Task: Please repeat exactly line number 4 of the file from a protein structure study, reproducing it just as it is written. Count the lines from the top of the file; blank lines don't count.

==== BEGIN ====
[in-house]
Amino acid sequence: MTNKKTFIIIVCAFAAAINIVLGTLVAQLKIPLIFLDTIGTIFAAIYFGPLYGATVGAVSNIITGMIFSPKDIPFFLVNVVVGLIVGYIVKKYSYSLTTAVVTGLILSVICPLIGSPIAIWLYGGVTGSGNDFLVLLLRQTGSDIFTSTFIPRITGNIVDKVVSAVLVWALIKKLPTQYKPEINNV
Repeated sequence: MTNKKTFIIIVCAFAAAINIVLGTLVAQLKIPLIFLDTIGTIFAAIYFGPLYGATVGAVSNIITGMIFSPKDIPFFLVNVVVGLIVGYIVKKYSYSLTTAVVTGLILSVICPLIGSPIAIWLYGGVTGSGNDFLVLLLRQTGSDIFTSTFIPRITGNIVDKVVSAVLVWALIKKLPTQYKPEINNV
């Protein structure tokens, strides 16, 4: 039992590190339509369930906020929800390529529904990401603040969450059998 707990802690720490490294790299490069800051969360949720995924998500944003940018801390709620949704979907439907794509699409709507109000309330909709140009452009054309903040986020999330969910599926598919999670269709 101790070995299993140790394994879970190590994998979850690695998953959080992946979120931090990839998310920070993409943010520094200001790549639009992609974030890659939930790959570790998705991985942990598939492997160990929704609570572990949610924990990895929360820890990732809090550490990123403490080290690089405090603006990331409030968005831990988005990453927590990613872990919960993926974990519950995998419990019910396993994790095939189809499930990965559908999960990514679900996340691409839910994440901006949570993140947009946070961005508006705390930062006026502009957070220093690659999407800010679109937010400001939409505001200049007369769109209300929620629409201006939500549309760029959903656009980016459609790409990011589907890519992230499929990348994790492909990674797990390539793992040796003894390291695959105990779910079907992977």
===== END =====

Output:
């Protein structure tokens, strides 16, 4: 039992590190339509369930906020929800390529529904990401603040969450059998 707990802690720490490294790299490069800051969360949720995924998500944003940018801390709620949704979907439907794509699409709507109000309330909709140009452009054309903040986020999330969910599926598919999670269709 101790070995299993140790394994879970190590994998979850690695998953959080992946979120931090990839998310920070993409943010520094200001790549639009992609974030890659939930790959570790998705991985942990598939492997160990929704609570572990949610924990990895929360820890990732809090550490990123403490080290690089405090603006990331409030968005831990988005990453927590990613872990919960993926974990519950995998419990019910396993994790095939189809499930990965559908999960990514679900996340691409839910994440901006949570993140947009946070961005508006705390930062006026502009957070220093690659999407800010679109937010400001939409505001200049007369769109209300929620629409201006939500549309760029959903656009980016459609790409990011589907890519992230499929990348994790492909990674797990390539793992040796003894390291695959105990779910079907992977």